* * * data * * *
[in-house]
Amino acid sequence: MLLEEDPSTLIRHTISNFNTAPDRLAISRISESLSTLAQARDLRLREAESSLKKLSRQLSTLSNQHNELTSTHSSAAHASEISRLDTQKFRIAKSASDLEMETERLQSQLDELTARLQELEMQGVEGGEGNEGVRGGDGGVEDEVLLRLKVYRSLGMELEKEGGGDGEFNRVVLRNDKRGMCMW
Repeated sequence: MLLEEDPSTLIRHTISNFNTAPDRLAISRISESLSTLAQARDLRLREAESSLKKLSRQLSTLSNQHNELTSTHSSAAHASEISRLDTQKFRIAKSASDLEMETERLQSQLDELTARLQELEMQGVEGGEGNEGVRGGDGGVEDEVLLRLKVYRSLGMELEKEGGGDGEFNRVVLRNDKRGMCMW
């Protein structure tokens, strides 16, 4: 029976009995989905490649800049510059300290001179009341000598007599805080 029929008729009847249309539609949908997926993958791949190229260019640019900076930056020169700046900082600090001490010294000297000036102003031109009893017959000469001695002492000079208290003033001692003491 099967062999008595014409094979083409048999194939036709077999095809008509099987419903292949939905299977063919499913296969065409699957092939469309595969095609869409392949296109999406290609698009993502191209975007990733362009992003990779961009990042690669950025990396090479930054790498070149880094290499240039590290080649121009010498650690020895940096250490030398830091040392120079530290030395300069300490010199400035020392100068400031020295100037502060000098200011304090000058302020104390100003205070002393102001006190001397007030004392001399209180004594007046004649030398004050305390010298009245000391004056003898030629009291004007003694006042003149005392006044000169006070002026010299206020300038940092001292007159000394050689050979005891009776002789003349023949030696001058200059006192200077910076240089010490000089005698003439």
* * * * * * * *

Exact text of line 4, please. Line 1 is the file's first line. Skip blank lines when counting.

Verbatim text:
């Protein structure tokens, strides 16, 4: 029976009995989905490649800049510059300290001179009341000598007599805080 029929008729009847249309539609949908997926993958791949190229260019640019900076930056020169700046900082600090001490010294000297000036102003031109009893017959000469001695002492000079208290003033001692003491 099967062999008595014409094979083409048999194939036709077999095809008509099987419903292949939905299977063919499913296969065409699957092939469309595969095609869409392949296109999406290609698009993502191209975007990733362009992003990779961009990042690669950025990396090479930054790498070149880094290499240039590290080649121009010498650690020895940096250490030398830091040392120079530290030395300069300490010199400035020392100068400031020295100037502060000098200011304090000058302020104390100003205070002393102001006190001397007030004392001399209180004594007046004649030398004050305390010298009245000391004056003898030629009291004007003694006042003149005392006044000169006070002026010299206020300038940092001292007159000394050689050979005891009776002789003349023949030696001058200059006192200077910076240089010490000089005698003439």